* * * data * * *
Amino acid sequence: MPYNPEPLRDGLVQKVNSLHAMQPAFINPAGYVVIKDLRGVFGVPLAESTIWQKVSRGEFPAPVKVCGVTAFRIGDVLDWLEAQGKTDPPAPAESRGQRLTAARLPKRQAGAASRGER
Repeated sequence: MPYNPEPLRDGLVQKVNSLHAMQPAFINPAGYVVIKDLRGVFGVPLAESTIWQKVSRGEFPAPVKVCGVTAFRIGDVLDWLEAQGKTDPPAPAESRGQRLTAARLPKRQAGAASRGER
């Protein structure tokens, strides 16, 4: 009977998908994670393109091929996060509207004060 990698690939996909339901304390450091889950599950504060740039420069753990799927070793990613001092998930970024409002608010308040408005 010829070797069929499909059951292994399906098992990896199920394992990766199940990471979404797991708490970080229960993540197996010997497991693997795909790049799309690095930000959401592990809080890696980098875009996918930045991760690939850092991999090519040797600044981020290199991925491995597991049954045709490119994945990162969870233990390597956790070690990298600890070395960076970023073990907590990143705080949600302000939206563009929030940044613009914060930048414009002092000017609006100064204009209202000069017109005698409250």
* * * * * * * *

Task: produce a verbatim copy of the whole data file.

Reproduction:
Amino acid sequence: MPYNPEPLRDGLVQKVNSLHAMQPAFINPAGYVVIKDLRGVFGVPLAESTIWQKVSRGEFPAPVKVCGVTAFRIGDVLDWLEAQGKTDPPAPAESRGQRLTAARLPKRQAGAASRGER
Repeated sequence: MPYNPEPLRDGLVQKVNSLHAMQPAFINPAGYVVIKDLRGVFGVPLAESTIWQKVSRGEFPAPVKVCGVTAFRIGDVLDWLEAQGKTDPPAPAESRGQRLTAARLPKRQAGAASRGER
């Protein structure tokens, strides 16, 4: 009977998908994670393109091929996060509207004060 990698690939996909339901304390450091889950599950504060740039420069753990799927070793990613001092998930970024409002608010308040408005 010829070797069929499909059951292994399906098992990896199920394992990766199940990471979404797991708490970080229960993540197996010997497991693997795909790049799309690095930000959401592990809080890696980098875009996918930045991760690939850092991999090519040797600044981020290199991925491995597991049954045709490119994945990162969870233990390597956790070690990298600890070395960076970023073990907590990143705080949600302000939206563009929030940044613009914060930048414009002092000017609006100064204009209202000069017109005698409250």